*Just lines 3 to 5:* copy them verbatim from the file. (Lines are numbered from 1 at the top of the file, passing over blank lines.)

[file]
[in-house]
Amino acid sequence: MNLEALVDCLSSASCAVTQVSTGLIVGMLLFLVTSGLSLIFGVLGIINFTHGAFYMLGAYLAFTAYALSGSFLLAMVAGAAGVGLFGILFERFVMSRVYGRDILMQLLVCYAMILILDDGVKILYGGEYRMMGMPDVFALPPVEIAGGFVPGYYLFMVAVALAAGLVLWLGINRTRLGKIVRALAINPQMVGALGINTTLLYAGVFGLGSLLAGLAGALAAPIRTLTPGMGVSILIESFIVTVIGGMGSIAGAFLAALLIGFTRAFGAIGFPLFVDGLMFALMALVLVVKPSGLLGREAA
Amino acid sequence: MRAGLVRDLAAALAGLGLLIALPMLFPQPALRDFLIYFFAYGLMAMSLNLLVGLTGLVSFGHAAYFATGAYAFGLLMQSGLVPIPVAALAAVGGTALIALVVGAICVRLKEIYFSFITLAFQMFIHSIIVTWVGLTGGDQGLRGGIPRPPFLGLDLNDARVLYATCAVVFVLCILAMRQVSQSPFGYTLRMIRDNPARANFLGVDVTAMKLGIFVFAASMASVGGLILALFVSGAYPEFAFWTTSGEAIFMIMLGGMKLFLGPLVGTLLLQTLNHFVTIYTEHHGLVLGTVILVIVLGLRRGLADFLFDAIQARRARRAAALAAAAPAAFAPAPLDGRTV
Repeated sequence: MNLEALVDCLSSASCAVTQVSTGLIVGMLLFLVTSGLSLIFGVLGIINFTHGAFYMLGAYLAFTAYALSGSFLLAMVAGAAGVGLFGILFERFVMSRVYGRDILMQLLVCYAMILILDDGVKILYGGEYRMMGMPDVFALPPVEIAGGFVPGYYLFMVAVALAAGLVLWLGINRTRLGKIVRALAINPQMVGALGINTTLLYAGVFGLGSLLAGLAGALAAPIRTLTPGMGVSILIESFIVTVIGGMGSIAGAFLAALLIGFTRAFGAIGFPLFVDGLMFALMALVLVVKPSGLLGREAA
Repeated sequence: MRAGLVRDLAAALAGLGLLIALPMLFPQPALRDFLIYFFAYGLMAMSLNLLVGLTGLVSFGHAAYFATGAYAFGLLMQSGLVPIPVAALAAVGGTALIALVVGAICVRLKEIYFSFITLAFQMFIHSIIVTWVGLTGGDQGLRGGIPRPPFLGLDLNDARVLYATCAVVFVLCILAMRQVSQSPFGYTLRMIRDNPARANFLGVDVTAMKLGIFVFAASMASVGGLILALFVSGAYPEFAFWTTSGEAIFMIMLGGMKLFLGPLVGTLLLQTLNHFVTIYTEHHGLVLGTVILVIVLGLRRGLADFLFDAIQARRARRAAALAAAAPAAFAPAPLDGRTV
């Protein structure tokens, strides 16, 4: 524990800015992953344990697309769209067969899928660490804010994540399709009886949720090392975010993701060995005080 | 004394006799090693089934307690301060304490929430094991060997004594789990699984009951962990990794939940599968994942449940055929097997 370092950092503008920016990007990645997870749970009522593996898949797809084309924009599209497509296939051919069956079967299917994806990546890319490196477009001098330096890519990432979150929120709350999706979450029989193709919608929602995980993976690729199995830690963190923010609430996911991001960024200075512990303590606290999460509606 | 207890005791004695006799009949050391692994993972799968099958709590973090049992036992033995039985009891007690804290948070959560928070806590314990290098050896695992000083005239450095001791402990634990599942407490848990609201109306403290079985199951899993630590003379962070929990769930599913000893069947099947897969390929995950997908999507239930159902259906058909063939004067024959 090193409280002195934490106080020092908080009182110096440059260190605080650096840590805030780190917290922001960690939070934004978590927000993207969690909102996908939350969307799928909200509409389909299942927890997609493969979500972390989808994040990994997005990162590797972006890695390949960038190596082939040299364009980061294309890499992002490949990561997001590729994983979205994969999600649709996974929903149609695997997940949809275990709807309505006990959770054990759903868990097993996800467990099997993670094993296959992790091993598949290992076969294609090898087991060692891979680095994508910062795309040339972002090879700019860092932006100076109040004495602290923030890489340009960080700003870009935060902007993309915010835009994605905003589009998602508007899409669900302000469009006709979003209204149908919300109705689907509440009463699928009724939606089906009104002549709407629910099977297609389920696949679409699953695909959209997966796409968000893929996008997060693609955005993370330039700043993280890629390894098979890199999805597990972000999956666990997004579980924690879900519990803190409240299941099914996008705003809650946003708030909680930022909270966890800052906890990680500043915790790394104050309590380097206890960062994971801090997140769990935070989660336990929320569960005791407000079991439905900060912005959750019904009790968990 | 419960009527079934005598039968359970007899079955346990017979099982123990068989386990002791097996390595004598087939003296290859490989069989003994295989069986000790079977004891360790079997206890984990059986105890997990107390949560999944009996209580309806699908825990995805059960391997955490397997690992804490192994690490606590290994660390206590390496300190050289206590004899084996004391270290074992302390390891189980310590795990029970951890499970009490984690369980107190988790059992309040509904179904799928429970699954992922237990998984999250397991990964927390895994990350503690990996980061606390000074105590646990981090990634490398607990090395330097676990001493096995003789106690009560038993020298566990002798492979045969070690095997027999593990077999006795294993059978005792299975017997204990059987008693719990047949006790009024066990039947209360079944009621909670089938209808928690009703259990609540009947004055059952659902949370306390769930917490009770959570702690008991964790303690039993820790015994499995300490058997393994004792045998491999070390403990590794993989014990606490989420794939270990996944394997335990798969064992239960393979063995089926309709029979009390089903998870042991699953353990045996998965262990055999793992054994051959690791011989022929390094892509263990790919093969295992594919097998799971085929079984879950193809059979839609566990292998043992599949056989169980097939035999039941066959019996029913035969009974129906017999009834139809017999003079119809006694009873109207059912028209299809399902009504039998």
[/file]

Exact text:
Amino acid sequence: MRAGLVRDLAAALAGLGLLIALPMLFPQPALRDFLIYFFAYGLMAMSLNLLVGLTGLVSFGHAAYFATGAYAFGLLMQSGLVPIPVAALAAVGGTALIALVVGAICVRLKEIYFSFITLAFQMFIHSIIVTWVGLTGGDQGLRGGIPRPPFLGLDLNDARVLYATCAVVFVLCILAMRQVSQSPFGYTLRMIRDNPARANFLGVDVTAMKLGIFVFAASMASVGGLILALFVSGAYPEFAFWTTSGEAIFMIMLGGMKLFLGPLVGTLLLQTLNHFVTIYTEHHGLVLGTVILVIVLGLRRGLADFLFDAIQARRARRAAALAAAAPAAFAPAPLDGRTV
Repeated sequence: MNLEALVDCLSSASCAVTQVSTGLIVGMLLFLVTSGLSLIFGVLGIINFTHGAFYMLGAYLAFTAYALSGSFLLAMVAGAAGVGLFGILFERFVMSRVYGRDILMQLLVCYAMILILDDGVKILYGGEYRMMGMPDVFALPPVEIAGGFVPGYYLFMVAVALAAGLVLWLGINRTRLGKIVRALAINPQMVGALGINTTLLYAGVFGLGSLLAGLAGALAAPIRTLTPGMGVSILIESFIVTVIGGMGSIAGAFLAALLIGFTRAFGAIGFPLFVDGLMFALMALVLVVKPSGLLGREAA
Repeated sequence: MRAGLVRDLAAALAGLGLLIALPMLFPQPALRDFLIYFFAYGLMAMSLNLLVGLTGLVSFGHAAYFATGAYAFGLLMQSGLVPIPVAALAAVGGTALIALVVGAICVRLKEIYFSFITLAFQMFIHSIIVTWVGLTGGDQGLRGGIPRPPFLGLDLNDARVLYATCAVVFVLCILAMRQVSQSPFGYTLRMIRDNPARANFLGVDVTAMKLGIFVFAASMASVGGLILALFVSGAYPEFAFWTTSGEAIFMIMLGGMKLFLGPLVGTLLLQTLNHFVTIYTEHHGLVLGTVILVIVLGLRRGLADFLFDAIQARRARRAAALAAAAPAAFAPAPLDGRTV